What Does PLACEMENT Mean? And should we teach it?

Updated: May 5


Placement. It’s a word many of us use in our teaching. But is it a thing? Should we be teaching it? Should it even be a word we’re using?


For some people, the word “placement” has been very helpful in their singing and teaching. For others, the use of that word may have been problematic or even painful. So let’s take a look at that. For the sake of this piece, let’s say that placement refers to “a singer's physical sensation of the vibrations generated from phonation; specifically in the areas of the face and mouth”.


You might be a voice teacher who uses the concept of placement very successfully in your studio. There are also people, though, who have experiences like my mother did when she took voice lessons.

My mom studied for years with classically trained singer who kept encouraging her to “feel it in the mask”. My mother didn’t know what that meant, or what the teacher was asking for. It was frustrating for both my mother and, I imagine, her teacher. So when pedagogues are encouraging you not to use the concept of placement, they are probably hoping to avoid situations like my mom’s. These situations can, for many people, waste time and create bad feelings.


Placement is a thing that can come in through the front door, through interoception, or the back door, through concepts.


Most voice teachers and coaches rely heavily on concepts to do their teaching. If we look at what a concept is, we can see clearly why it sometimes works really well, and sometimes doesn't.

Concepts are a creation of the human mind. There are many different types and definitions of concept. The short version: anything that does not exist in nature is a concept. E.g.,a single dog exists in the physical world. Dogs as a unified group, do not. What that means for us humans is that almost everything we think about is conceptual. Our language (which is a concept), our thoughts, and therefore our biology has adjusted to this way of interacting with the world at a conceptual level.


We create concepts based on our experiences. Because of that, every concept we have is created from a unique and diverse set of instances. In a general sense, we all have to agree on concepts, otherwise they don’t work. We all agree, in large part, on birds and cars, on comedies and tragedies, and on centimeters and inches. But when you get down to the granular stuff, like what can happen in a voice lesson, relying on concepts can be a little more dicey.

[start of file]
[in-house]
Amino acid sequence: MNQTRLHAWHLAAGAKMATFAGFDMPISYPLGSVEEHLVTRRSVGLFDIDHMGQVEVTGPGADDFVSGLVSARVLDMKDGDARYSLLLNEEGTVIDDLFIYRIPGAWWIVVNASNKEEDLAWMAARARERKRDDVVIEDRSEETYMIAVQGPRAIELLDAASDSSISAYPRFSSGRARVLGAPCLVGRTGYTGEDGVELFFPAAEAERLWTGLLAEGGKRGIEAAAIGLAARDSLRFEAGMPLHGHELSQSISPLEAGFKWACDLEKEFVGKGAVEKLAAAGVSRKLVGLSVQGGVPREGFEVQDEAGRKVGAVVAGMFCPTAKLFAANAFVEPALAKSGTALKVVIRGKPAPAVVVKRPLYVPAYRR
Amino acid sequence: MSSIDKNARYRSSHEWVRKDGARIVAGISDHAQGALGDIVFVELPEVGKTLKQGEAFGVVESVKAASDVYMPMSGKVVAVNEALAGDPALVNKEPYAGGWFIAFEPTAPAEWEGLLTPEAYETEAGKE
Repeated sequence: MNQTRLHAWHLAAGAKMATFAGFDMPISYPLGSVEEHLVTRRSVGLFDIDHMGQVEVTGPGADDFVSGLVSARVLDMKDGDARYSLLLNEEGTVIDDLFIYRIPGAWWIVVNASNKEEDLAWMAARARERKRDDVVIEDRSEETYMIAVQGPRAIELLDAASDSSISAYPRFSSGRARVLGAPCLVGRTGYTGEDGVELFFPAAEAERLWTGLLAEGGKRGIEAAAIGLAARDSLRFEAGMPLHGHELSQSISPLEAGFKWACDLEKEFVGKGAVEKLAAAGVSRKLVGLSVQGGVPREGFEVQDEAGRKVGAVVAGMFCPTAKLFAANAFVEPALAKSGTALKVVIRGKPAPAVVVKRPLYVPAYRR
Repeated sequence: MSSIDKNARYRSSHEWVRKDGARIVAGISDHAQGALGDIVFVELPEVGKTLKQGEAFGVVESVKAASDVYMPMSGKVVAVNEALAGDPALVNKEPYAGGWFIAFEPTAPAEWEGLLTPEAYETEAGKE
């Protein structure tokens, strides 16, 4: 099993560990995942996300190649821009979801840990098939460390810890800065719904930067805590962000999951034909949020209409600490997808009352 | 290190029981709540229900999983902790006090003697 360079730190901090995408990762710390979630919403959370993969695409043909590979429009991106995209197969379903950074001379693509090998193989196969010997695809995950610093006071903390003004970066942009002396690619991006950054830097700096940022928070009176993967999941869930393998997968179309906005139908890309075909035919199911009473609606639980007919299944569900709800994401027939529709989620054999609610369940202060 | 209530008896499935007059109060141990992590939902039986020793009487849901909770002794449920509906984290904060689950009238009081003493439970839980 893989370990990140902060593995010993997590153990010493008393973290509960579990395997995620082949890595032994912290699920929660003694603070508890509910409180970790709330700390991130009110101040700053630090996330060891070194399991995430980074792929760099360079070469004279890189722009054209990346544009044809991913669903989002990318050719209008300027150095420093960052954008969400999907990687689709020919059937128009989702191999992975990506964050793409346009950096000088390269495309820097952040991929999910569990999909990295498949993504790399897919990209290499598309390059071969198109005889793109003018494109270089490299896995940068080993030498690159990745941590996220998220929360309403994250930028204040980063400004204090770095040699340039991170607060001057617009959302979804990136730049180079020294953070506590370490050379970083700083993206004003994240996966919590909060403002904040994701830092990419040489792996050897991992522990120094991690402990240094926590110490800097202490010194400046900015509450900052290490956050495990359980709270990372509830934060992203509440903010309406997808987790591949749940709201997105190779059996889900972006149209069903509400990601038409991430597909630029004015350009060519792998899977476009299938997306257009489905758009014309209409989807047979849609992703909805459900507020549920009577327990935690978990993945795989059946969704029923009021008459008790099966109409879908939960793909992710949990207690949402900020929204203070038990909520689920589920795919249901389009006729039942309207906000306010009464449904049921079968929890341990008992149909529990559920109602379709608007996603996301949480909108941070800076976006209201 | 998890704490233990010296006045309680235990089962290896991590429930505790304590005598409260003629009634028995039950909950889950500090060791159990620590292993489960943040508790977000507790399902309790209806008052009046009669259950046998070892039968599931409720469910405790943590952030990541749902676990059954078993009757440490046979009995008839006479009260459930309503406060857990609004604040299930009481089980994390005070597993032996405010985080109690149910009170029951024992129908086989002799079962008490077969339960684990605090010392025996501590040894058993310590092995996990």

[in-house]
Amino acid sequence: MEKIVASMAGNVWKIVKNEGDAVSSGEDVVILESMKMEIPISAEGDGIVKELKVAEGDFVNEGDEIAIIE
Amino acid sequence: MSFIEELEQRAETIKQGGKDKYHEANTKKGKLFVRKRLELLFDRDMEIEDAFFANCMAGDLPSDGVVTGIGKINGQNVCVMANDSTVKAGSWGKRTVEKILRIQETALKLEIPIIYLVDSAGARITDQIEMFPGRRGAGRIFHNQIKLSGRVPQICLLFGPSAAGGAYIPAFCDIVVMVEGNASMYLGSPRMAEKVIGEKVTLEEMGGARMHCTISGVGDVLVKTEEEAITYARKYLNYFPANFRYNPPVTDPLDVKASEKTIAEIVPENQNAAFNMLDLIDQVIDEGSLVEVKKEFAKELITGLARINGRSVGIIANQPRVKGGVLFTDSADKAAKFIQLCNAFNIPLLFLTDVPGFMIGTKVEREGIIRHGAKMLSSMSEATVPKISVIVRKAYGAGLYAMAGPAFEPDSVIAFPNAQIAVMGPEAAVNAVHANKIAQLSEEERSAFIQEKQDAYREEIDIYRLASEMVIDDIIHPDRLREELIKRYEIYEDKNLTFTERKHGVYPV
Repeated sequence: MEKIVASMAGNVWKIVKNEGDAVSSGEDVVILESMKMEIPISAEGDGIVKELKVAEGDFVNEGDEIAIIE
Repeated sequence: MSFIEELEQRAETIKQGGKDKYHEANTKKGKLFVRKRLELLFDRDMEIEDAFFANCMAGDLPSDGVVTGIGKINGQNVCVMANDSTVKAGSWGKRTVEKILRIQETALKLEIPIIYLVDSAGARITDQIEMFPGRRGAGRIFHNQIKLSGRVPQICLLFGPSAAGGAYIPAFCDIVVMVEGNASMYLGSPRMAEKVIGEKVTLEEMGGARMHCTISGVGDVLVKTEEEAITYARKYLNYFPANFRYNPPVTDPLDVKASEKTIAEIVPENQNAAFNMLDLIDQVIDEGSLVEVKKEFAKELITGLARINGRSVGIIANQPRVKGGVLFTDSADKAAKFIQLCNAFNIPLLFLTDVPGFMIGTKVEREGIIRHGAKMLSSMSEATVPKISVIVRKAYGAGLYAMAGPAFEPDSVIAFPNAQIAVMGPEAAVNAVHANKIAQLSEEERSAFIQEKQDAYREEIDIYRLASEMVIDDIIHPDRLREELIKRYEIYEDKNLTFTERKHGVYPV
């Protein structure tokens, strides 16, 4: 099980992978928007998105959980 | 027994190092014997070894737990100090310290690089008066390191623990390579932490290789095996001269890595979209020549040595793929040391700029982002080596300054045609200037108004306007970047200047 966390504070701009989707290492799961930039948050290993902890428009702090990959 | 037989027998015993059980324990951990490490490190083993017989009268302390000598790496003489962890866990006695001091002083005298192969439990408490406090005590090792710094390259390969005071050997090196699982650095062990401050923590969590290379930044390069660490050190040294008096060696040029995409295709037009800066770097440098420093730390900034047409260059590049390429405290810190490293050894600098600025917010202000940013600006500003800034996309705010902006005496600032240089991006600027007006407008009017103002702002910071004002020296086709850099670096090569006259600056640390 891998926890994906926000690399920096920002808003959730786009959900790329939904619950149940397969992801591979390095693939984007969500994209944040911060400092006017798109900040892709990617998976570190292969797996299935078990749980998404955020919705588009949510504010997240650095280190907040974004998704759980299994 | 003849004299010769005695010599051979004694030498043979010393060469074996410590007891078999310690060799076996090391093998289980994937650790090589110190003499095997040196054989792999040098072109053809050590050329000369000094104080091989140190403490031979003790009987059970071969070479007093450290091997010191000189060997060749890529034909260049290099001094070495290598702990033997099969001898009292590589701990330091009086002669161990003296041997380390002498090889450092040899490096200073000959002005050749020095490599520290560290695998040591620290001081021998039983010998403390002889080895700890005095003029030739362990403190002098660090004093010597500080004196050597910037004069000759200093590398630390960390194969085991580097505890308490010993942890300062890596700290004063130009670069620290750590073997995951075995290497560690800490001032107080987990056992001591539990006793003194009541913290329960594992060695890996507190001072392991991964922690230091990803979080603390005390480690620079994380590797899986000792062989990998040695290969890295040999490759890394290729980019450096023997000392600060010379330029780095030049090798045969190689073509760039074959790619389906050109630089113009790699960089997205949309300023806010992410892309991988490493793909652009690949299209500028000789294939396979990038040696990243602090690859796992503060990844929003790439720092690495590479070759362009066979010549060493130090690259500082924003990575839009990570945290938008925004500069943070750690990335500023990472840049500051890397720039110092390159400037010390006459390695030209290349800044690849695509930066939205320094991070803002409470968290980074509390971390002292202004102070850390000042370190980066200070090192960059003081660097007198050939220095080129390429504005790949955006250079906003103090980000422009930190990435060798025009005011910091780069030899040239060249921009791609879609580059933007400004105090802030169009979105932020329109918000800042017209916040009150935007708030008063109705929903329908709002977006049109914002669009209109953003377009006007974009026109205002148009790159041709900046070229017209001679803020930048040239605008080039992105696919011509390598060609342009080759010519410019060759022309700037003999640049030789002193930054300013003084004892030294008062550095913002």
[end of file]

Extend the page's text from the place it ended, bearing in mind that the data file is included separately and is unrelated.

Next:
Here's an example:

Blue. It’s a color, and a concept. Color is a concept. Color also means different things to different people. For instance, if you’re a lighting designer, “dark blue” is a combination of filters and light intensity. If you’re a painter, it is some combination of several dark hues mostly from the “blue” family. If you’re colorblind, blue could be what the rest of us call a type of green. If you’re an athlete, you might be aware of 4 or 5 different blues, but if you’re an interior designer, you can rattle off 30 different blues without blinking. The word “blue” represents different concepts to different people based on their experience, abilities, and interests.


Generally, the more complex a concept is, the more personal and unique it is. So, “blue” is a somewhat individual concept, whereas “money” or “trust” would be much more specific and individual.


Now let's bring that into the voice studio.


Whenever we ask a student to assign a concept to a sound, we are gambling that our concept will match the student’s concept. The probability that the concepts we throw out during a voice lesson will exactly match our students' concept for the same thing is almost zero. That doesn't mean we shouldn't do it. It just means that we should be aware of it.